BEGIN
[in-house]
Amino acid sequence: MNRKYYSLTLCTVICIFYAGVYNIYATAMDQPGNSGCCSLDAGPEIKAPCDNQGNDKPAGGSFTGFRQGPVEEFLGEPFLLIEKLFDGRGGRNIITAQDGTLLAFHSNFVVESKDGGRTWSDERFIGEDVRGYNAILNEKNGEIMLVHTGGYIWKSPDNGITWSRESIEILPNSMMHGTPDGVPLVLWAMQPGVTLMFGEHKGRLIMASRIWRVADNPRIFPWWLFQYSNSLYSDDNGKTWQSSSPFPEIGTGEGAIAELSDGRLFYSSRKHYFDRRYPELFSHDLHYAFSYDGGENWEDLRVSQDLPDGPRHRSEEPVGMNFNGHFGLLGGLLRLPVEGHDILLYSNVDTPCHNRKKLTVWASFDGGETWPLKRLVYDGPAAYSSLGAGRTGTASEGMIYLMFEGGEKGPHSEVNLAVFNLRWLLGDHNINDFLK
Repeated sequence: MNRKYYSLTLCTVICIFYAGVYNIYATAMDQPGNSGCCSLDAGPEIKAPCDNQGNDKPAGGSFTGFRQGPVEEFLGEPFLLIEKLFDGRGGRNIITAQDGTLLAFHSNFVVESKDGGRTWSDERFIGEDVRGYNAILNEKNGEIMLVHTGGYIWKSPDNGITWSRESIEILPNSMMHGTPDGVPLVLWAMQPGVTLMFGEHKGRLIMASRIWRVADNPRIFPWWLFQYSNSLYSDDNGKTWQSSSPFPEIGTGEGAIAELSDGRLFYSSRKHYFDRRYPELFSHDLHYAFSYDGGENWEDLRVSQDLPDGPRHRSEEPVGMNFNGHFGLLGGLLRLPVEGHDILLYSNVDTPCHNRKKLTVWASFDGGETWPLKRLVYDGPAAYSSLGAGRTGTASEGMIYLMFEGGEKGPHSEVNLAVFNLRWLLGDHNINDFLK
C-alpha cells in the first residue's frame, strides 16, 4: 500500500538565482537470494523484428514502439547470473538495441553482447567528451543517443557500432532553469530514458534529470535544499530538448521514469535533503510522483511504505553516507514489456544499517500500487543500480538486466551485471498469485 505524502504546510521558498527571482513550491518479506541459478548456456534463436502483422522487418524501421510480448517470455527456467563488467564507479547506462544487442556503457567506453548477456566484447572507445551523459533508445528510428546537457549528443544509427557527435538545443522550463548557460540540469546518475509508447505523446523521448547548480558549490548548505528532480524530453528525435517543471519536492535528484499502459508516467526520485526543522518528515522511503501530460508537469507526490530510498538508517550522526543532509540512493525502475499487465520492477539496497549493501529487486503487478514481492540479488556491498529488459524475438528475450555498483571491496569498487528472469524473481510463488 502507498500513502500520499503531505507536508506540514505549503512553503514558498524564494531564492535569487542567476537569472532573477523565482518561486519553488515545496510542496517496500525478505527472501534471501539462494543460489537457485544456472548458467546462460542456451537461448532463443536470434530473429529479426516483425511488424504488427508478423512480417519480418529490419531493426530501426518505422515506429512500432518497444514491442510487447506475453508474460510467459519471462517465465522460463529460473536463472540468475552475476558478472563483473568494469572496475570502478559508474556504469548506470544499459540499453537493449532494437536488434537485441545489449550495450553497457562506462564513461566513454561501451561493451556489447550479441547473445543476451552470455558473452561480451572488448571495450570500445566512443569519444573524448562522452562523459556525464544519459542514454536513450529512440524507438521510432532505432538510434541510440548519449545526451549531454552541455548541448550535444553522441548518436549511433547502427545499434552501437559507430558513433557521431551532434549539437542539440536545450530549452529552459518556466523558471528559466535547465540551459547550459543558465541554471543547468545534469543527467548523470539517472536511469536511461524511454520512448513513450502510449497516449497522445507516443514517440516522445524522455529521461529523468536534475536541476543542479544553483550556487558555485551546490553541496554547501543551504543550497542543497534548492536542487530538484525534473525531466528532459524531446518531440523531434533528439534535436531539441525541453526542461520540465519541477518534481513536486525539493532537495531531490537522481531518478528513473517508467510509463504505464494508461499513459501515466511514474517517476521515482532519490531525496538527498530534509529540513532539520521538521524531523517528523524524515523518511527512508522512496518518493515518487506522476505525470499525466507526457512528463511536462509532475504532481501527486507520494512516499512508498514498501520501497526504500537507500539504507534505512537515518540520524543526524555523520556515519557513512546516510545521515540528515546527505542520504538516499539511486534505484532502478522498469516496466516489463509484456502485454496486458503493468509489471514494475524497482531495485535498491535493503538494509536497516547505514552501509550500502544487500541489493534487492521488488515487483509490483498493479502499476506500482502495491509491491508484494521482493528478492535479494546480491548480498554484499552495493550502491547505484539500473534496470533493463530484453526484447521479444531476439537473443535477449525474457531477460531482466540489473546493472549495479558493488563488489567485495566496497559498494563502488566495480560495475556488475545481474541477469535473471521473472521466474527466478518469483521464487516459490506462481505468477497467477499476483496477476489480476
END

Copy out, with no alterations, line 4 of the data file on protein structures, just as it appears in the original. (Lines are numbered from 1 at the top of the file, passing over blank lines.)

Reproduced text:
C-alpha cells in the first residue's frame, strides 16, 4: 500500500538565482537470494523484428514502439547470473538495441553482447567528451543517443557500432532553469530514458534529470535544499530538448521514469535533503510522483511504505553516507514489456544499517500500487543500480538486466551485471498469485 505524502504546510521558498527571482513550491518479506541459478548456456534463436502483422522487418524501421510480448517470455527456467563488467564507479547506462544487442556503457567506453548477456566484447572507445551523459533508445528510428546537457549528443544509427557527435538545443522550463548557460540540469546518475509508447505523446523521448547548480558549490548548505528532480524530453528525435517543471519536492535528484499502459508516467526520485526543522518528515522511503501530460508537469507526490530510498538508517550522526543532509540512493525502475499487465520492477539496497549493501529487486503487478514481492540479488556491498529488459524475438528475450555498483571491496569498487528472469524473481510463488 502507498500513502500520499503531505507536508506540514505549503512553503514558498524564494531564492535569487542567476537569472532573477523565482518561486519553488515545496510542496517496500525478505527472501534471501539462494543460489537457485544456472548458467546462460542456451537461448532463443536470434530473429529479426516483425511488424504488427508478423512480417519480418529490419531493426530501426518505422515506429512500432518497444514491442510487447506475453508474460510467459519471462517465465522460463529460473536463472540468475552475476558478472563483473568494469572496475570502478559508474556504469548506470544499459540499453537493449532494437536488434537485441545489449550495450553497457562506462564513461566513454561501451561493451556489447550479441547473445543476451552470455558473452561480451572488448571495450570500445566512443569519444573524448562522452562523459556525464544519459542514454536513450529512440524507438521510432532505432538510434541510440548519449545526451549531454552541455548541448550535444553522441548518436549511433547502427545499434552501437559507430558513433557521431551532434549539437542539440536545450530549452529552459518556466523558471528559466535547465540551459547550459543558465541554471543547468545534469543527467548523470539517472536511469536511461524511454520512448513513450502510449497516449497522445507516443514517440516522445524522455529521461529523468536534475536541476543542479544553483550556487558555485551546490553541496554547501543551504543550497542543497534548492536542487530538484525534473525531466528532459524531446518531440523531434533528439534535436531539441525541453526542461520540465519541477518534481513536486525539493532537495531531490537522481531518478528513473517508467510509463504505464494508461499513459501515466511514474517517476521515482532519490531525496538527498530534509529540513532539520521538521524531523517528523524524515523518511527512508522512496518518493515518487506522476505525470499525466507526457512528463511536462509532475504532481501527486507520494512516499512508498514498501520501497526504500537507500539504507534505512537515518540520524543526524555523520556515519557513512546516510545521515540528515546527505542520504538516499539511486534505484532502478522498469516496466516489463509484456502485454496486458503493468509489471514494475524497482531495485535498491535493503538494509536497516547505514552501509550500502544487500541489493534487492521488488515487483509490483498493479502499476506500482502495491509491491508484494521482493528478492535479494546480491548480498554484499552495493550502491547505484539500473534496470533493463530484453526484447521479444531476439537473443535477449525474457531477460531482466540489473546493472549495479558493488563488489567485495566496497559498494563502488566495480560495475556488475545481474541477469535473471521473472521466474527466478518469483521464487516459490506462481505468477497467477499476483496477476489480476